I’d like you to do something for me right now. Take a look at the person to your right. Now take a look at the person to your left. Also, look at anyone else in the room that might be in front of you or above you somehow. If none of you are Josiaah Utsch and Ridgely Kelly, then you probably won’t be responsible for the preservation of a 500-million-year-old species. Earth-bashing slackers, the lot of you.
A New York Times article ran last year discussing the increasing shrinkage of the ocean’s population of the chambered nautilus (Nautilus pompilius), a cephalopod nicknamed the “living fossil,” due to being half a billion years old and all. The cause for the endangerment? People can’t stop making jewelry out of the gorgeous shells, because people are fucking idiots. If I can’t sit down and have a meal of fried California Condor wings with Tasmanian Forester Kangaroo ribs, then nobody should be wearing nautilus earrings. But I digress.
Using this article as inspiration, Cape Elizabeth, Maine sixth graders Josiah and Ridgely began their mission to save the sea creature from ending up a statistic. They started a Save the Nautilus website, which became a non-profit organization through the University of Washington, and over $9,000 was raised and given to university paleontologist Peter Ward for research efforts into conserving the nautilus. Here’s what they had to say about that. “It’s great that we’ve almost reached our goal and met Dr. Ward. It was a great experience.” You know why it sounds like a child said that? Because a child said that. One who has probably already done more for Earth than I ever will.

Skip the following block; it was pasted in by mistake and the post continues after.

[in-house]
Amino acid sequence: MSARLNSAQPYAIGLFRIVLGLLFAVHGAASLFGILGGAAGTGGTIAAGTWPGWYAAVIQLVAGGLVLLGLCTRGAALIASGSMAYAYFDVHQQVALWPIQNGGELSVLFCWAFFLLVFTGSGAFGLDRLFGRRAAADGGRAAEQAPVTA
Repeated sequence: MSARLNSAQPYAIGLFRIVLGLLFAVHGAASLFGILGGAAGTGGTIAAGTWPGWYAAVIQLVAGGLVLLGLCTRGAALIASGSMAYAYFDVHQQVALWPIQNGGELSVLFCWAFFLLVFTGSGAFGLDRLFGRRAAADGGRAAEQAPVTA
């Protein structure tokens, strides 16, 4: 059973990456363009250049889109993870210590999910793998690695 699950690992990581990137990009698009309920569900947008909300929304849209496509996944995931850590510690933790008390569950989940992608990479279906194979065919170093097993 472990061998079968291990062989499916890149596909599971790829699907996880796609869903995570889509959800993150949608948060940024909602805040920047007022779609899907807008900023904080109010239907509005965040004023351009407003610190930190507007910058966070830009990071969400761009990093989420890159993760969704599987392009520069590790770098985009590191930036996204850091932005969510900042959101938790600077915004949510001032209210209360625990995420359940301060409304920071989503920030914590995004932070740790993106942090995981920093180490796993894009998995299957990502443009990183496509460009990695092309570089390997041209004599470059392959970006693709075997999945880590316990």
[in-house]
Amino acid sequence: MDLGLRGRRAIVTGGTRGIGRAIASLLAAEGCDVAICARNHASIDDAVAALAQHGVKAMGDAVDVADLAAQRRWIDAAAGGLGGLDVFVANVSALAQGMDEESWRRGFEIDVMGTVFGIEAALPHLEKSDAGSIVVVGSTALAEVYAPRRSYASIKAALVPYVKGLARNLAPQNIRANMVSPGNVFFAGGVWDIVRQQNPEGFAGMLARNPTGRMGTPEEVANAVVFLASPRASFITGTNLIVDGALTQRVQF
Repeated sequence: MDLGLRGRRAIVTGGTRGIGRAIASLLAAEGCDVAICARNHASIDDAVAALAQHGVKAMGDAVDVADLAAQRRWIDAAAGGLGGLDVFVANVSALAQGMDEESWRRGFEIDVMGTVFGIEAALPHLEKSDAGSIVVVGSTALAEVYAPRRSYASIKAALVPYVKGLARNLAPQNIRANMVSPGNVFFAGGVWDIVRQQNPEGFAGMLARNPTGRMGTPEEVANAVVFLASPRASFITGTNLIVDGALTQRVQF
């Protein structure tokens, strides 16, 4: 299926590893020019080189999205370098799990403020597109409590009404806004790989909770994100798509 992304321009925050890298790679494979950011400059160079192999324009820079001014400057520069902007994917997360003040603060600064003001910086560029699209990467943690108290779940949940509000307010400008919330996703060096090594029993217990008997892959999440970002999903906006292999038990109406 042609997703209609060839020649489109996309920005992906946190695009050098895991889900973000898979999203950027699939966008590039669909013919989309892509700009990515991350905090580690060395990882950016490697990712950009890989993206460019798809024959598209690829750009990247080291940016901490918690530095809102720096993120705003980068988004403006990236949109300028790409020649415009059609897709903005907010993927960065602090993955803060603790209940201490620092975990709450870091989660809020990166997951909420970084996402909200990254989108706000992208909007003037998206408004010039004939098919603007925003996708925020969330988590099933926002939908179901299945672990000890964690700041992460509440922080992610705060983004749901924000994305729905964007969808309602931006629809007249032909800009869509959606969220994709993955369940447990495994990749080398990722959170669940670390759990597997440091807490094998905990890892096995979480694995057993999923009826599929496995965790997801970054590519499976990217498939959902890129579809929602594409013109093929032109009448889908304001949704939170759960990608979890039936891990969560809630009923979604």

But there is something not-so-childlike about this quote from Josiah: “It would be a tragedy to survive a ton of mass extinctions and have them wiped out by a human mass extinction.” Such a shame to be so young and already have an understanding of how destructive our species is to everything else on the planet. Save the nautilus, and we just might save ourselves. Or something.